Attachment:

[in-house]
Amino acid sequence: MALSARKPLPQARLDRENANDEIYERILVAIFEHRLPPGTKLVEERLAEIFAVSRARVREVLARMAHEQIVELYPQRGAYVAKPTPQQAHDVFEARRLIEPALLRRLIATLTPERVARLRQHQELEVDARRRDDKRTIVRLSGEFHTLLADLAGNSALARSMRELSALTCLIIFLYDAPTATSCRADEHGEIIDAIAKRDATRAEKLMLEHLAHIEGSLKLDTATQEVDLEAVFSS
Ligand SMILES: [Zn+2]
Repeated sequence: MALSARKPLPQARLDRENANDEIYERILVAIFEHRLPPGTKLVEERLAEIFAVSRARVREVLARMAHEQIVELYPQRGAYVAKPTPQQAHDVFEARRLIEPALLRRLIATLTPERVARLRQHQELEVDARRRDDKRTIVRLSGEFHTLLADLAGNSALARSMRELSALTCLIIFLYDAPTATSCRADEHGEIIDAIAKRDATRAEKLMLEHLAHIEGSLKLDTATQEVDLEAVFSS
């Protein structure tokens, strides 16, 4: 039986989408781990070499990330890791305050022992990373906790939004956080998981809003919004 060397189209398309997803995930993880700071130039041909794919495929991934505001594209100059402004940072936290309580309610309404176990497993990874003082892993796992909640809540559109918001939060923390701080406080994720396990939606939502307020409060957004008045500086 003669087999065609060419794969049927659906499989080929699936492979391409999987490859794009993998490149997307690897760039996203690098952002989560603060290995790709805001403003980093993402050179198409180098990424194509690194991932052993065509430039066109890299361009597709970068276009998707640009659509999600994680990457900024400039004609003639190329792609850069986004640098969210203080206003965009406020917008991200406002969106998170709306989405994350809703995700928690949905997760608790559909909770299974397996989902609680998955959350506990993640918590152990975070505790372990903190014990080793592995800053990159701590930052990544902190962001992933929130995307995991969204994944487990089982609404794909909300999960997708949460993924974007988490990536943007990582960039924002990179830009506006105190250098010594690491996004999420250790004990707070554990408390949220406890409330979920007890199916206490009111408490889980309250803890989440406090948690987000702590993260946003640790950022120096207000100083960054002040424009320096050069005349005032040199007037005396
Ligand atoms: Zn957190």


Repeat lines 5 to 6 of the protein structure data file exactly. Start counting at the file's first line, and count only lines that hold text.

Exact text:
């Protein structure tokens, strides 16, 4: 039986989408781990070499990330890791305050022992990373906790939004956080998981809003919004 060397189209398309997803995930993880700071130039041909794919495929991934505001594209100059402004940072936290309580309610309404176990497993990874003082892993796992909640809540559109918001939060923390701080406080994720396990939606939502307020409060957004008045500086 003669087999065609060419794969049927659906499989080929699936492979391409999987490859794009993998490149997307690897760039996203690098952002989560603060290995790709805001403003980093993402050179198409180098990424194509690194991932052993065509430039066109890299361009597709970068276009998707640009659509999600994680990457900024400039004609003639190329792609850069986004640098969210203080206003965009406020917008991200406002969106998170709306989405994350809703995700928690949905997760608790559909909770299974397996989902609680998955959350506990993640918590152990975070505790372990903190014990080793592995800053990159701590930052990544902190962001992933929130995307995991969204994944487990089982609404794909909300999960997708949460993924974007988490990536943007990582960039924002990179830009506006105190250098010594690491996004999420250790004990707070554990408390949220406890409330979920007890199916206490009111408490889980309250803890989440406090948690987000702590993260946003640790950022120096207000100083960054002040424009320096050069005349005032040199007037005396
Ligand atoms: Zn957190």